A concert review written for the Folk & Acoustic Music Exchange
by Mark S. Tucker (email@example.com).
The young (31 yeqrs old) Mr. Shimabukoro was winding up his latest tour with this date, a solo and the last before returning home to Hawaii. Sometimes, catching the tail end of such a trek can be a good thing, sometimes bad. After all, tours are exhausting and wind-down performances can tend to be a bit hollow. Such was not the case this night. In fact, at the close of the evening, I discovered I'd been sitting next to his publicity agent, Michael Bloom, a guy who'd seen Jake live a number of times, and even he was flabbergasted by what a magnificent show it was. I was 100% in dazed agreement.
Shimabukoro is the last word in ukelele players, has been on Conan O'Brien several times, has released CDs, scored a movie (Hula Girl), toured with Bela Fleck & The Flecktones as well as Jimmy Buffett, supported and performed with Cindy Lauper, and who knows?, may even be on the short list as musical director at the gates of heaven. Lately, though, he's gotten as serious as a heart attack when it comes to the highest levels of instrumental mastery, succeeding beyond anyone's wildest dreams. What I saw on May 3 in The Marsee Auditorium was the sizzling confirmation of this self-effacing young fretsman as the latest in a proud line of American master musicians.
From the moment Shimabukoro tore into his opening song, Let's Dance, a novo-flamenco number, he was keyed to an unbelievably high pitch, delivering unearthly finesse amidst fiery chops and a sound so clean it commanded the audience's full attention until the very last minute of the gig. No sooner was the third number closing down than it was obvious the barnburner's fusion style is in a direct line with John McLaughlin, Larry Coryell, and Al DiMeola. In fact, I'd cite Coryell as the closest parallel, as that guy was perpetually a mind-blowing innovator unafraid to go anywhere with his improvs, and Jake's exactly the same.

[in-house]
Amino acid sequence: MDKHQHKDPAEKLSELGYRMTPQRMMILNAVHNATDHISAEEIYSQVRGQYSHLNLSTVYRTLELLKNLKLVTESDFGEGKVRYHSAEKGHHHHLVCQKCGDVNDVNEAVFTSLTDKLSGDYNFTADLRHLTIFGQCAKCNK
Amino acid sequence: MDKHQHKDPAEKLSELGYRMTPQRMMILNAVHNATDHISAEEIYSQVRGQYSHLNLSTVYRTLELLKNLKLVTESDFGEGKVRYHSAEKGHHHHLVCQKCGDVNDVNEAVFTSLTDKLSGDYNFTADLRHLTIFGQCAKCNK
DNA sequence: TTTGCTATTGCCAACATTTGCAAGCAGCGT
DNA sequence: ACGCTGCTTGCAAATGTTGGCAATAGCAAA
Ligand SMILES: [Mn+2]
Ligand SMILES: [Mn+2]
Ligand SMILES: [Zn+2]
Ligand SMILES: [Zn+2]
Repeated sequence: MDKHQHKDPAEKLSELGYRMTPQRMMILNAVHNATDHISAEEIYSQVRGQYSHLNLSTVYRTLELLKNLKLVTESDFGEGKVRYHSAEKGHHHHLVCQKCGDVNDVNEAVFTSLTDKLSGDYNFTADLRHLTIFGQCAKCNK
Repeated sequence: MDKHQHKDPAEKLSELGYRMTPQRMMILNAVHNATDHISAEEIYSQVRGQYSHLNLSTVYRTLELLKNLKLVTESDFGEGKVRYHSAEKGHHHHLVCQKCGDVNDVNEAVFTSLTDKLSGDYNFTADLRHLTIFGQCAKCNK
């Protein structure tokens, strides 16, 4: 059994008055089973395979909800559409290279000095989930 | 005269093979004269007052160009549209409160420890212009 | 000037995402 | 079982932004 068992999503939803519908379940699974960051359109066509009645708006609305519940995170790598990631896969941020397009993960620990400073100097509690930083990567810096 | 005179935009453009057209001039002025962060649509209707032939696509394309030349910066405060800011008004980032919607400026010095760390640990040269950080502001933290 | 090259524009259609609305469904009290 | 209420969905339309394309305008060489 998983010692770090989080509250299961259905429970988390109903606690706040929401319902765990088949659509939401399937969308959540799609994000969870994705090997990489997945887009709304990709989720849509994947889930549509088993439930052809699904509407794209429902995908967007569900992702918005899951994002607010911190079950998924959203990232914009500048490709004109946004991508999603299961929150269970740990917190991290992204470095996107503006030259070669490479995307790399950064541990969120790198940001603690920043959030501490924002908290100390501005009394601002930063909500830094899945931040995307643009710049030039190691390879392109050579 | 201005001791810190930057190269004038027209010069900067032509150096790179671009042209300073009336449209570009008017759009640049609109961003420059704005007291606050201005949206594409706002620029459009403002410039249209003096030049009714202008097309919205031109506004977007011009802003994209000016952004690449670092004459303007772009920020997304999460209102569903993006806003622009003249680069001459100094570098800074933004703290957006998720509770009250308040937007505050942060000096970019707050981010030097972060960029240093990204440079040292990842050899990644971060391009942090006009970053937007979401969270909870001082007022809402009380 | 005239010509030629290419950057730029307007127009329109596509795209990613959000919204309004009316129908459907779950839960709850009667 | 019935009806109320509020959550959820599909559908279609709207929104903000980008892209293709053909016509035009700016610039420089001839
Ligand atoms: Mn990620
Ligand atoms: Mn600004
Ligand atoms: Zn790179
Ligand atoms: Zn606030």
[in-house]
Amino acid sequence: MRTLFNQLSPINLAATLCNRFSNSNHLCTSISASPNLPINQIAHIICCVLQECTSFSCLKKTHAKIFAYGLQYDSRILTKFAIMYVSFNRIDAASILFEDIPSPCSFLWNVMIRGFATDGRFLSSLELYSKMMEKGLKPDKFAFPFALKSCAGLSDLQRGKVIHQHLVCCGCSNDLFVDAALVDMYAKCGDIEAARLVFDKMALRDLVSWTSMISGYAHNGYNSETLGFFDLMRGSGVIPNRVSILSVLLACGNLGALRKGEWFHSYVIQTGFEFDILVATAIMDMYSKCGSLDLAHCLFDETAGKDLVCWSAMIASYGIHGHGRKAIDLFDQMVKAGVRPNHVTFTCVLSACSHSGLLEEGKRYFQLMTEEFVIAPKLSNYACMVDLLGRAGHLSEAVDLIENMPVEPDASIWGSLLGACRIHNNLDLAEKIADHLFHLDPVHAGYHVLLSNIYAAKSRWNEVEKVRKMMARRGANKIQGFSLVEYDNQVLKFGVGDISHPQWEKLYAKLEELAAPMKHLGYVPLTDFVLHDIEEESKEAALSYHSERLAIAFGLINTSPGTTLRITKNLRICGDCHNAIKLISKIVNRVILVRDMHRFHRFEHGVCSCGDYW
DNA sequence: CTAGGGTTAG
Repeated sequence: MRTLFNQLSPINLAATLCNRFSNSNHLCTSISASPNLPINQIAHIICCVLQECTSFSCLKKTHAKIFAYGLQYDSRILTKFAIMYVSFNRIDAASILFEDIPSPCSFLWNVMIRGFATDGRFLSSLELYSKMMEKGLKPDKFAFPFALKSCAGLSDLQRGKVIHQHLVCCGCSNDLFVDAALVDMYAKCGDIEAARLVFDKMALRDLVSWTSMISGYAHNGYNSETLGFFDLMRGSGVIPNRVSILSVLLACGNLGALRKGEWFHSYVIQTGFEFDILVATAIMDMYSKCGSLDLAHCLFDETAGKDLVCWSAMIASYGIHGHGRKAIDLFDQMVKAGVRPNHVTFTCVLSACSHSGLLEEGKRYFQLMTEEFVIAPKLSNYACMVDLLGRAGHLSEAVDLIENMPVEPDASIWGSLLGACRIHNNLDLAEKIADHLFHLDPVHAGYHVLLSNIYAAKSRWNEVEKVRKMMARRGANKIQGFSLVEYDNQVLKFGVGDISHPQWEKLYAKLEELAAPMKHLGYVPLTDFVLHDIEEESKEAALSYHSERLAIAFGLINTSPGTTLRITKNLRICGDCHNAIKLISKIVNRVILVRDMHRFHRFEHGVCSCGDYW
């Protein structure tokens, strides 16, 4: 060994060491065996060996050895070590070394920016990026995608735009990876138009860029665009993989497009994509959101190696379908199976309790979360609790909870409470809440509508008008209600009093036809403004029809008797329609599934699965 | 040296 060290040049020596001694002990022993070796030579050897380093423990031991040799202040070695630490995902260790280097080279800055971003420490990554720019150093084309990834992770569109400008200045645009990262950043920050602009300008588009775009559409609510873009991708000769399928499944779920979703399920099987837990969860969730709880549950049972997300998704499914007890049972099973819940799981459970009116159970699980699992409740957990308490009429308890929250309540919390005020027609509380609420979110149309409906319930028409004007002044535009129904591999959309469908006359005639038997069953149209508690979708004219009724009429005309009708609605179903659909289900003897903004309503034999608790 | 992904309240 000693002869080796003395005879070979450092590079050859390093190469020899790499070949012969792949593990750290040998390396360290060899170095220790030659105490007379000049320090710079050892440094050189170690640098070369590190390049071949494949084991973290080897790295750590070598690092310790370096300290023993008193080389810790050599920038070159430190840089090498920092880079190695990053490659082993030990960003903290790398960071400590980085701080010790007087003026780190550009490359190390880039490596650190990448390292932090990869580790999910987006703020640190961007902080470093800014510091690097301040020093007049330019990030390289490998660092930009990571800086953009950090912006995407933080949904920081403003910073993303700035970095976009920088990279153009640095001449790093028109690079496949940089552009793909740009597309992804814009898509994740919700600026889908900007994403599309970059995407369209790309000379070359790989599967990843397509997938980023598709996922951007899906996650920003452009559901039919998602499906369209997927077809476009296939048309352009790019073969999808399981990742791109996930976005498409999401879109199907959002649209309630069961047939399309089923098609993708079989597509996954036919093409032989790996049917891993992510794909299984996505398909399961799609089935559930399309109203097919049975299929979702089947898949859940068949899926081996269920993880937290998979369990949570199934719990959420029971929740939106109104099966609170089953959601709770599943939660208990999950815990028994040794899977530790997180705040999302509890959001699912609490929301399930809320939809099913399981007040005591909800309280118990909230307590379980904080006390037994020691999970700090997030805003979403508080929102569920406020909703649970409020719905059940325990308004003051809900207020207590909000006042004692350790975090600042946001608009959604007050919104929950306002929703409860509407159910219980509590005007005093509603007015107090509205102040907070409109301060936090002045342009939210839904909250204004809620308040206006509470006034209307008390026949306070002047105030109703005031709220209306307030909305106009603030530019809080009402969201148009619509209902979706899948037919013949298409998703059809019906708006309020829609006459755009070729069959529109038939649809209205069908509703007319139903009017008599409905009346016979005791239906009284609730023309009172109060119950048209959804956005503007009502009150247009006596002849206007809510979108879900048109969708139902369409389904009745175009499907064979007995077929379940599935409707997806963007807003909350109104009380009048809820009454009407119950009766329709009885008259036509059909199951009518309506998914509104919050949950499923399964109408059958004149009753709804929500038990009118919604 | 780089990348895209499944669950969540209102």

Dragon, though a delicate number inspired by Bruce Lee, was equally credited to Eddie Van Halen, a huge influence on the uke player. The very next song, Me and Shirley T, an instrumental ode to the famed Shirley Temple drink and its over the top sugar-load, proved the proposition as a complexly vigorous number. The take on Led Zeppelin's Going to California has constantly proven to be a winner for listeners, this crowd being no different, taking immediately to the its glass-like delicacy and intelligent middle eight. Then, however, Shimabukoro pulled up a Japanese classic, Sakura Sakura, prompted by his discovery of the koto when last visiting Japan. The cover was jaw-dropping, sounding precisely like that ancient staccato instrument replete with its unique slurs and bends. A ukelele mimic a koto? Impossible! And yet, I sat stunned as it occurred, the highlight of an evening packed with surprises.
Wes Montomery is another of Jake's beloved antecedents, and he flew over the strings on the dedicatory Wes on Four, speedy as hell, one of many tunes showing him to be the equal of a Carnatic musician, with time changes, fanning, whirlwind chords breaking off into perfect leads, and God only knows what else, impossibility piling atop impossibility. The contrast came with Blue Roses Falling, a self-penned tune written after the vision of a friend's dying grandmother, a DeGrassi-ish ballad with a beautiful theme and an additional factor much too ignored in modern music: perfect tonal control of dynamics, not through the amp or any pedals but fingers, velocity, and iron discipline.
Two songs made their debut during the set, numbers he was happy with after many compositional considerations, but an airing of Erroll Garner's Misty followed by Chick Corea's Spain wowed the audience, blending trad with uber-complex modernity. Two George Harrison songs ,"While My Guitar Gently Weeps and Something, gently showcased the composer Shimabukoro most likes to tributize. Then there was his, as he grinningly told, his old band-mate Franz Schubert. During a take on the Ave Maria, you could have heard a pin drop, so rapt was every ear, the entire venue as silent as a held breath. More than once, Jake showed himself to be a gently humorous character with a penchant for talking to the audience, sharing stories and quips. More, after the riveting recital, not only did he effusively thank his listeners for their support but appeared in the foyer to talk and sign CDs.
Trust me, this guy is a full-blown phenomenon. Despite the many attractions of his discs, you can't afford to miss him live. It's not just the music but the experience itself. What he does must be seen to be believed. This year's tour is over, but, when next he ventures forth from the island chain, do whatever you can to catch him. His repute will only increase with the years, and it sends chills up the spine to imagine what's yet in store. Jake Shimabukoro is neither novelty nor whiz-kid, he's a true master player, not to mention an innovator of the first water, and we see only just so many of those in a lifetime.
Copyright 2008, Peterborough Folk Music Society. This review may be reprinted with prior permission and attribution.